Health Workers Caucus chairperson Peterson Wachira has today called on the government to roll out sensitisation and training for health workers in preparation for the Ebola outbreak.
During a press conference, Wachira noted that the government should involve stakeholders in order to be ready for any circumstances.
“How will the government deal with it without involving stakeholders, the problem is we never learn Ebola does not look like Covid,” he said.
According to the Ministry of Health, twenty counties are currently at high risk of Ebola virus disease.
Director General Patrick Amoth stated during a press conference that these counties are Busia, Nakuru, Kiambu, Nairobi, Kajiado, Machakos, and Makueni.
He pointed out that others at risk are Makueni, Taita Taveta, Mombasa, Kwale, Kericho and Bungoma.
Ebola virus disease (EVD), formerly known as Ebola haemorrhagic fever, is a deadly sickness that affects humans and other primates.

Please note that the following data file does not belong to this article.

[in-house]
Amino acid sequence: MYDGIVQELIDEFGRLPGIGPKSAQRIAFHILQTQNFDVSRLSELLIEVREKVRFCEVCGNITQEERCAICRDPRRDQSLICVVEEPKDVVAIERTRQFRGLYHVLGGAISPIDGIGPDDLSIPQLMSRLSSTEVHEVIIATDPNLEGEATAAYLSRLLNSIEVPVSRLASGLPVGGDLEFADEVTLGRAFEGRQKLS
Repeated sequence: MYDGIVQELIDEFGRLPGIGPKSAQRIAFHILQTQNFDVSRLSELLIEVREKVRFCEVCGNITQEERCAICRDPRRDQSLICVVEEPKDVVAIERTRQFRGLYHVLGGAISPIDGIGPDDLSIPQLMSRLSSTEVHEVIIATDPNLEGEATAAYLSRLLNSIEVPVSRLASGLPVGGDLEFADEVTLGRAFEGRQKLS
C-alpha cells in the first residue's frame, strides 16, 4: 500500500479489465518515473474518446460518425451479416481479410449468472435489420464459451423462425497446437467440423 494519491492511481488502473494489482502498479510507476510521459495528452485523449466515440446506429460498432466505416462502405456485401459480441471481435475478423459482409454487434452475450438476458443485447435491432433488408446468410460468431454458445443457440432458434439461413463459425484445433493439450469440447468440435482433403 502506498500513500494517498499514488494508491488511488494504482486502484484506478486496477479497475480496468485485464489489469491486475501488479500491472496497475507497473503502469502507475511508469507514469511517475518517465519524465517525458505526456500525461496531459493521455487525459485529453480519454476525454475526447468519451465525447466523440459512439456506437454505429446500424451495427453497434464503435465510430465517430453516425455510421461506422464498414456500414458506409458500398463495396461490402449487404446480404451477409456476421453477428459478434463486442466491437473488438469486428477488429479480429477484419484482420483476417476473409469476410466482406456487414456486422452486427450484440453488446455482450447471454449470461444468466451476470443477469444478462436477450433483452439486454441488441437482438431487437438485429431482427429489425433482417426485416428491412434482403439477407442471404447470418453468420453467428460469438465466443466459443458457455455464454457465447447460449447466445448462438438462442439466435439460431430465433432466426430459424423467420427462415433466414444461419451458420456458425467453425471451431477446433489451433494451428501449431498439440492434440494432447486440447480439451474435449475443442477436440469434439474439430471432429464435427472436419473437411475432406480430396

The virus is transmitted to humans by wild animals (such as fruit bats, porcupines, and non-human primates) and then spreads in the human population through direct contact with infected people’s blood, secretions, organs, or other bodily fluids, as well as surfaces and materials (e.g., bedding, clothing) contaminated with these fluids.
The typical fatality rate for EVD cases is roughly 50 per cent. In previous epidemics, case mortality rates ranged from 25 per cent to 90 per cent.